Doing what it was designed to do? Lock out young individuals with no family ties to the industry from the fisheries by creating quota that is passed down for generations, and is far to expensive to purchase for anyone else. Pressuring the Commission to raise TAC's because quota holders believe they are entitled to "their" fish. We'll all see in a few more years how this program and others like were not the answer to saving the fish, but by then it will be too late. As far as the loan program for the charter fleet, they are going to yearn for more as soon as the state gets involved with them. It's only a matter of time before they are going to want access rights to the fish; they are just looking for another angle since charter IFQ were previously shot down.

Anonymous said...

So the alternative to IFQ was the derby; are you suggesting the derby style was superior to IFQ? I'm a young guy, I have no family ties to halibut, but am seriously considering purchasing halibut IFQ. You say it's too expensive for anyone to purchase, but that could be said of almost every business. Getting into commercial fishing is costly, no one ever said it would be cheap or easy. It takes money to make money, and I applaud those who are willing to take a risk for a shot at success.

Anonymous said...

Yes, I believe there were many other steps that could have been taken other than the present system of privatization in the halibut industry. Limited entry, skate limits, etc. I own about 10K lbs of halibut quota that was purchased from crabbing in Bering Sea before crab ratz (that's another argument); however, as the price of halibut increased it became too costly/risky to purchase more especially with the uncertain TAC's of the future. Even though I don't agree with the current system, I still realized the only way to try and make it in this industry was to buy in, even if it was only a small amount. Don't let these guys who were allocated 100K lbs of halibut or black cod give you advise because they were made millionaires overnight for an initial investment of $60 for a gear card and vessel they already had for seining or gillnetting. You or I will never own a boat cap of black cod or halibut because the initial invenstment is too great, and no bank is going to loan you millions of dollars just so you can default when the quota dips. Focus on salmon if you can; it's the only sector of the industry where the true highliners can still standout.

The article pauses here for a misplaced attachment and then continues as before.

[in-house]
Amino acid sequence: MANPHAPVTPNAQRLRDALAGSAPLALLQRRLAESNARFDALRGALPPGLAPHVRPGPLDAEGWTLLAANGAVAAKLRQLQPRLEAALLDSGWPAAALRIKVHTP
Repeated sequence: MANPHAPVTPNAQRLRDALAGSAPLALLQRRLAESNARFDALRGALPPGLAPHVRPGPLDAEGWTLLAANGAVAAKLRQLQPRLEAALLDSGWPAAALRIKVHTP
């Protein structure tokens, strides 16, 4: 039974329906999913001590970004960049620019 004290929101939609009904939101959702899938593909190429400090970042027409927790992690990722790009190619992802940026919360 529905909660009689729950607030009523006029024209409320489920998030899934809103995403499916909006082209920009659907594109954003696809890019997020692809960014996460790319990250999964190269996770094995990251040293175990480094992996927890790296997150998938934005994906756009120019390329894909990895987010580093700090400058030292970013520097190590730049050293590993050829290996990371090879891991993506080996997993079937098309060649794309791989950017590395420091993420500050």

Anonymous said...

You mention limited entry as a better alternative to IFQ; but IFQ is a limited entry system. Whenever anything goes limited entry, the price of entrance naturally goes up. It is unfortunate that it costs so much to get into halibut, and it is unfortunate that the TAC goes up and down like a roller coaster. I wish it wasn't like that, but that's the facts of life and the free market allows us the choice to jump in with our money when we think it may be a good investment. I don't harbor ill towards fisherman who were given IFQ initially. They took the time, the risk, invested in gear, equipment, took a gamble on fishing in the derby and so good for them.

Anonymous said...

IFQ's are a form of limited entry, but complicated with a twist of privatization. Instead of limiting the fleet (like salmon), the resource is limited by allocating it to individual people. There is no competition, no skill and no finesse involved in catching fish that you already own; it's just a matter of catching them and to me and many of my friends it just doesn't feel right. I am involved in many different fisheries from the Bering Sea to the GOA and I see the same problems (actually worse) in the Bering Sea crab fisheries. Essentially, by jumping through the right loopholes we (the people catching the crab, halibut, etc.) are helping the same people that implemented these programs retire, and their not just getting by. They're laughing all the way to the bank as they receive their checks in Arizona, Hawaii, etc. after each season. They are reaping the benefits of someone else's labor which was never how the commercial fisheries operated. We are the morons for perpetuating this theft of Alaskan resources because we have to make a living, whether we agree with or not.